DB: There's been a rumour that the enemy from the first two games, Dr Proton, will make a return? Is there any truth to this?

SG: Yeah, I, er, honestly don't recall when that happened. I have not seen a Dr Proton. I imagine there'll be references to the previous games, there's a lot of that going on there. The whole game is filled with references, that legacy is so big. There's a full pinball machine, for example, you can play...

DB: A playable pool table?

SG: Perhaps so, yeah, there's a few things like that. It may explain the length of development, like “Man, that's unreasonable to put all these things in a game,” but there it is. And the name of the pinball machine is Balls of Steel. Stuff like that.

MG: What about locales? In what sort of new environments and old favourites can we expect to have Duke kicking ass?

SG: Well in the trailer you just saw there's a hint of some alien stuff, not all of the game will be set on Earth. There are other locales, clearly Vegas is going to happen. You cannot imagine a Duke game without naked women and you can probably imagine where those people would be...(grins) and who knows how Duke will interact with these people! Times have changed, who knows! Actually you probably got a little example with the game's opening today!

Duke Nukem Forever Preview: An Interview With Gearbox's Steve Gibson

MG: Ah...now...you talked about times changing. It's been more than twelve years since we last saw Duke, a gaming hero of the Nineties, was there a concern that Duke might not fit into 2010/2011. That he might not gel with the current zeitgeist?

SG: He is more of a reflection of the zeitgeist in a number of ways. Take the line from the trailer, 'I'd still hit it!'...that wouldn't have been said five years ago. Of course a lot of the classic lines still work, a lot of stuff is timeless, 'Hail to the king!' still feels pretty good...or you know, 'Hail to the guv'nor!' if we ever did our UK English translation. I'd love to hear some of those lines in a [proper] English accent.

What's funny is that when Duke 3D launched, it was pretty unique and there were a few games that followed. But the process of making games, as more money and more risk has gotten involved, has led to a process of homogenisation and people are far less willing to take risks now. You're ending up with your Call of Duty and your Halo titles, and you know those games are going to be pretty good and polished, but it doesn't feel risky any more. But this one sure does! We frankly think that this is the perfect time for this game to show up. We're amazed that there aren't more like it. Even Borderlands was considered kinda crazy...because it was funny.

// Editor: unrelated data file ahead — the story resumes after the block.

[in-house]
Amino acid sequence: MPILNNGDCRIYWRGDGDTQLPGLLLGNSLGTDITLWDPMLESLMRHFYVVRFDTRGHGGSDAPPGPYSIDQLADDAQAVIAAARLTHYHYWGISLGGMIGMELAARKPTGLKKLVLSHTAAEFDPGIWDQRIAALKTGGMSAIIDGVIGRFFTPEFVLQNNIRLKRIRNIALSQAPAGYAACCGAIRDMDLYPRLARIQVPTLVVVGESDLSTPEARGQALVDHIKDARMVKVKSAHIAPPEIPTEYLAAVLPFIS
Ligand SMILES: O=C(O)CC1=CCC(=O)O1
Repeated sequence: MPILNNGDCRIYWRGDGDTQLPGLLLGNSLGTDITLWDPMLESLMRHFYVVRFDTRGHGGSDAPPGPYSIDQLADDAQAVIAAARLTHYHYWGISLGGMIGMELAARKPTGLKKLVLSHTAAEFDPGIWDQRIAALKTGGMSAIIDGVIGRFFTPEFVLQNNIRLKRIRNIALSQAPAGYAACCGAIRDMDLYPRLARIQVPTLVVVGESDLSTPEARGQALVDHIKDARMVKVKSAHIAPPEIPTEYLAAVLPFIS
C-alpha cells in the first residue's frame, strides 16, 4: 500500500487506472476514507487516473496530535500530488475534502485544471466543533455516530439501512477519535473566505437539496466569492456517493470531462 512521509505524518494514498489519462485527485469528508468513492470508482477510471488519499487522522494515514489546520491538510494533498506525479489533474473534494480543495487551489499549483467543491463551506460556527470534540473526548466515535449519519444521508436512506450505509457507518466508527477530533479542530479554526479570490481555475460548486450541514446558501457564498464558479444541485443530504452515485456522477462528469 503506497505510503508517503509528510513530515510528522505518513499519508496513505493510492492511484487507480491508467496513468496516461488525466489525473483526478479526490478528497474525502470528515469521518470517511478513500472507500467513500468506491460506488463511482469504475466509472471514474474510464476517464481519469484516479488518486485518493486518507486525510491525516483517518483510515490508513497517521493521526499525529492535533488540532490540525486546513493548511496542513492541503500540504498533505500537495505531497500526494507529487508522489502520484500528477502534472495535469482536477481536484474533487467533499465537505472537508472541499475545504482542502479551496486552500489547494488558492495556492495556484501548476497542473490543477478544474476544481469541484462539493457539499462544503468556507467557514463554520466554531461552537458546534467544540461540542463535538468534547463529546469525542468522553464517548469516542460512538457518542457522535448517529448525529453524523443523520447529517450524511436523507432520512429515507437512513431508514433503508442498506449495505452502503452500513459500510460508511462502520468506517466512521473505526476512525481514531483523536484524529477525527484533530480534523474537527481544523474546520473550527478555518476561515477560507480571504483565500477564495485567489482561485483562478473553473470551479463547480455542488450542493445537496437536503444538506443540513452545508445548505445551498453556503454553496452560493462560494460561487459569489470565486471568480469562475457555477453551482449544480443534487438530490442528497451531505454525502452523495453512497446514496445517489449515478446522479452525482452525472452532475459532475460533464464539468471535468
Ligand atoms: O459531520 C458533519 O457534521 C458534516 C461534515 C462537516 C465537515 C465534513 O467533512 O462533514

MG: Do you think that there's a game in the market for funny games to make a comeback, we just seen DeathSpank do pretty well for example?

SG: (Fervently) What's wrong with games being funny?! Is Grim Fandango really going to be the last truly funny game?!

MG: That's one of my favourite games of all-time...

SG: Mine too! You remember when games were fun and funny. It's madness!!

MG: It's a bit depressing that have to use the expression 'fun shooter' I suppose for this next question, but with Epic preparing Bulletstorm for early next year - a game that doesn't take itself quite so seriously and has a similarly muscular, gravelly-voiced protagonist - are you viewing that game as direct competition?

SG: Apples to apples I think Bulletstorm's vastly different to our game, I mean the character of Duke is a big selling point and Bulletstorm's got that weird laser whip thing and they're both trying to do different things. That said, I agree that it looks like it's styling itself as more of a 'fun' game...we need more 'fun' games.

DB: Let's talk about the PC version. Is that going to be any different?

SG: The game was of course originally developed for the PC years ago, and for us, by nature of the platform, it's the one you'll be getting the best graphics, the highest texture density, probably faster in all kinds of ways. The actual content though, outside of visual differences, it's the same, roughly the same game.

Duke Nukem Forever Preview: An Interview With Gearbox's Steve Gibson

Matt and Steve pulling the classic 'Top Left'